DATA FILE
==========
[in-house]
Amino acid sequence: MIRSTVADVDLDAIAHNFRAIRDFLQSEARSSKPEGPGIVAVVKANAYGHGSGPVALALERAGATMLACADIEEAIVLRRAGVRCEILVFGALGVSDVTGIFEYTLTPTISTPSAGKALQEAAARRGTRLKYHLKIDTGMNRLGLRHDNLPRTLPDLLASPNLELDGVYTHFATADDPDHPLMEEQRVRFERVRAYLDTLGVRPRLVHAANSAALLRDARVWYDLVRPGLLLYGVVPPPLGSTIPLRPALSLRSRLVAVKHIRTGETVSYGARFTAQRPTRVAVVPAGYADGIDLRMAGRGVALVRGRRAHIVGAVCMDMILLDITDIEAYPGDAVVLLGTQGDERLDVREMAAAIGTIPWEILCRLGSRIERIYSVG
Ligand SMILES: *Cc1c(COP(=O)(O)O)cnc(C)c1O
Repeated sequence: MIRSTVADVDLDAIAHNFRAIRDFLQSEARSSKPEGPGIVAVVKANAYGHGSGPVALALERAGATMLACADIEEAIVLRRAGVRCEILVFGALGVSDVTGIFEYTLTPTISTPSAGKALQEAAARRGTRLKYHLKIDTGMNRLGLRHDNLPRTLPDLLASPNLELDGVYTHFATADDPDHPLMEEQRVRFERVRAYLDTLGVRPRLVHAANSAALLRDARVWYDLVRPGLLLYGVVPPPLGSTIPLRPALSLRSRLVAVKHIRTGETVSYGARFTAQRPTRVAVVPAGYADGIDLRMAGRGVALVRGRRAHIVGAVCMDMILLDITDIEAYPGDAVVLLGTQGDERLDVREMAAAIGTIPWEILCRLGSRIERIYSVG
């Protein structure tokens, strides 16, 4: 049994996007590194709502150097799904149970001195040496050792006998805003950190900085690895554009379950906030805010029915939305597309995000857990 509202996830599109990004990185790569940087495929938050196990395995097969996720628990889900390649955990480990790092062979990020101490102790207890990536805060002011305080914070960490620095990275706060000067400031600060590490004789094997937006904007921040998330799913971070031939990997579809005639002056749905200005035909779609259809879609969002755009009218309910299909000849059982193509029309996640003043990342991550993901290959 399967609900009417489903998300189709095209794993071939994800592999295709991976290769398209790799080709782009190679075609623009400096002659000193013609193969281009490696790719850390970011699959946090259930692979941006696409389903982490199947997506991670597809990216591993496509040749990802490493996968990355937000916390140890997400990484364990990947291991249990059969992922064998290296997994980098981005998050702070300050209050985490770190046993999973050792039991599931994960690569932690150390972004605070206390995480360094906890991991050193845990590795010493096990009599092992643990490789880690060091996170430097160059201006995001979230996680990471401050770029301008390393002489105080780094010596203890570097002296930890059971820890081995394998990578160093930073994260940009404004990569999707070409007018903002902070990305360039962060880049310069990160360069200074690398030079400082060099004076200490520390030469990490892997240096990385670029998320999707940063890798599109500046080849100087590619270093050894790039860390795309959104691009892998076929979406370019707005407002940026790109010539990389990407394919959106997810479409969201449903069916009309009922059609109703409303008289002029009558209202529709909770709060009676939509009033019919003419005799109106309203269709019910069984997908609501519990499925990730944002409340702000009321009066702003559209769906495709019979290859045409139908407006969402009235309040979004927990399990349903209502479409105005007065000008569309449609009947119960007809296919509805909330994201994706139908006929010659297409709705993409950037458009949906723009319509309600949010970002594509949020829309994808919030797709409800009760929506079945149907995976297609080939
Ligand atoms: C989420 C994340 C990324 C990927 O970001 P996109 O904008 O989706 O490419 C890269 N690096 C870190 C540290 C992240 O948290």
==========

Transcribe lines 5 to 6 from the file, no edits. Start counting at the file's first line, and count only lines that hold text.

């Protein structure tokens, strides 16, 4: 049994996007590194709502150097799904149970001195040496050792006998805003950190900085690895554009379950906030805010029915939305597309995000857990 509202996830599109990004990185790569940087495929938050196990395995097969996720628990889900390649955990480990790092062979990020101490102790207890990536805060002011305080914070960490620095990275706060000067400031600060590490004789094997937006904007921040998330799913971070031939990997579809005639002056749905200005035909779609259809879609969002755009009218309910299909000849059982193509029309996640003043990342991550993901290959 399967609900009417489903998300189709095209794993071939994800592999295709991976290769398209790799080709782009190679075609623009400096002659000193013609193969281009490696790719850390970011699959946090259930692979941006696409389903982490199947997506991670597809990216591993496509040749990802490493996968990355937000916390140890997400990484364990990947291991249990059969992922064998290296997994980098981005998050702070300050209050985490770190046993999973050792039991599931994960690569932690150390972004605070206390995480360094906890991991050193845990590795010493096990009599092992643990490789880690060091996170430097160059201006995001979230996680990471401050770029301008390393002489105080780094010596203890570097002296930890059971820890081995394998990578160093930073994260940009404004990569999707070409007018903002902070990305360039962060880049310069990160360069200074690398030079400082060099004076200490520390030469990490892997240096990385670029998320999707940063890798599109500046080849100087590619270093050894790039860390795309959104691009892998076929979406370019707005407002940026790109010539990389990407394919959106997810479409969201449903069916009309009922059609109703409303008289002029009558209202529709909770709060009676939509009033019919003419005799109106309203269709019910069984997908609501519990499925990730944002409340702000009321009066702003559209769906495709019979290859045409139908407006969402009235309040979004927990399990349903209502479409105005007065000008569309449609009947119960007809296919509805909330994201994706139908006929010659297409709705993409950037458009949906723009319509309600949010970002594509949020829309994808919030797709409800009760929506079945149907995976297609080939
Ligand atoms: C989420 C994340 C990324 C990927 O970001 P996109 O904008 O989706 O490419 C890269 N690096 C870190 C540290 C992240 O948290």